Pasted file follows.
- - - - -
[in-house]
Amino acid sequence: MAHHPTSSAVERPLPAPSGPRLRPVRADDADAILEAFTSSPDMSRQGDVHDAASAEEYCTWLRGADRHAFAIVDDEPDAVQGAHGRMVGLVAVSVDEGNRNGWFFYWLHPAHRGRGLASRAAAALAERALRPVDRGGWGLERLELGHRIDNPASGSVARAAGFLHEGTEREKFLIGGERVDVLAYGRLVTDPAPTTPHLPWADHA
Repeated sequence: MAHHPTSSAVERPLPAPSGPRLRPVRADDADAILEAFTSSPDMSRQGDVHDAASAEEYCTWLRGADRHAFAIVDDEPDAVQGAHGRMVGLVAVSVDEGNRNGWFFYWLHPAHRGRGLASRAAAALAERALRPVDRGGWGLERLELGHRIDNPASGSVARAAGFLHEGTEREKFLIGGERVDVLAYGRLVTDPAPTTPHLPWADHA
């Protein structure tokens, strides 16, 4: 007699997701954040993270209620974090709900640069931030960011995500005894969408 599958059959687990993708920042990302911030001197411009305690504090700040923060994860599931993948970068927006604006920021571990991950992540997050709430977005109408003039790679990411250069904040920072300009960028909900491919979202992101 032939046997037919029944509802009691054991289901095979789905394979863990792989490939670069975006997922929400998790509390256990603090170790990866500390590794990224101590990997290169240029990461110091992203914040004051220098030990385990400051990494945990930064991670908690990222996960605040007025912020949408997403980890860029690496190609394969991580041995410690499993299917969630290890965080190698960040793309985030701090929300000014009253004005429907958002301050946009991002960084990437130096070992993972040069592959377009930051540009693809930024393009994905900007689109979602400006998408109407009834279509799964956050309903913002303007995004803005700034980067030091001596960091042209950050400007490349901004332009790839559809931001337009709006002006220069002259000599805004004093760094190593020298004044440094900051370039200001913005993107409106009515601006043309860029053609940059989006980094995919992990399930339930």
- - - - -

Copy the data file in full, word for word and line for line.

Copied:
[in-house]
Amino acid sequence: MAHHPTSSAVERPLPAPSGPRLRPVRADDADAILEAFTSSPDMSRQGDVHDAASAEEYCTWLRGADRHAFAIVDDEPDAVQGAHGRMVGLVAVSVDEGNRNGWFFYWLHPAHRGRGLASRAAAALAERALRPVDRGGWGLERLELGHRIDNPASGSVARAAGFLHEGTEREKFLIGGERVDVLAYGRLVTDPAPTTPHLPWADHA
Repeated sequence: MAHHPTSSAVERPLPAPSGPRLRPVRADDADAILEAFTSSPDMSRQGDVHDAASAEEYCTWLRGADRHAFAIVDDEPDAVQGAHGRMVGLVAVSVDEGNRNGWFFYWLHPAHRGRGLASRAAAALAERALRPVDRGGWGLERLELGHRIDNPASGSVARAAGFLHEGTEREKFLIGGERVDVLAYGRLVTDPAPTTPHLPWADHA
């Protein structure tokens, strides 16, 4: 007699997701954040993270209620974090709900640069931030960011995500005894969408 599958059959687990993708920042990302911030001197411009305690504090700040923060994860599931993948970068927006604006920021571990991950992540997050709430977005109408003039790679990411250069904040920072300009960028909900491919979202992101 032939046997037919029944509802009691054991289901095979789905394979863990792989490939670069975006997922929400998790509390256990603090170790990866500390590794990224101590990997290169240029990461110091992203914040004051220098030990385990400051990494945990930064991670908690990222996960605040007025912020949408997403980890860029690496190609394969991580041995410690499993299917969630290890965080190698960040793309985030701090929300000014009253004005429907958002301050946009991002960084990437130096070992993972040069592959377009930051540009693809930024393009994905900007689109979602400006998408109407009834279509799964956050309903913002303007995004803005700034980067030091001596960091042209950050400007490349901004332009790839559809931001337009709006002006220069002259000599805004004093760094190593020298004044440094900051370039200001913005993107409106009515601006043309860029053609940059989006980094995919992990399930339930």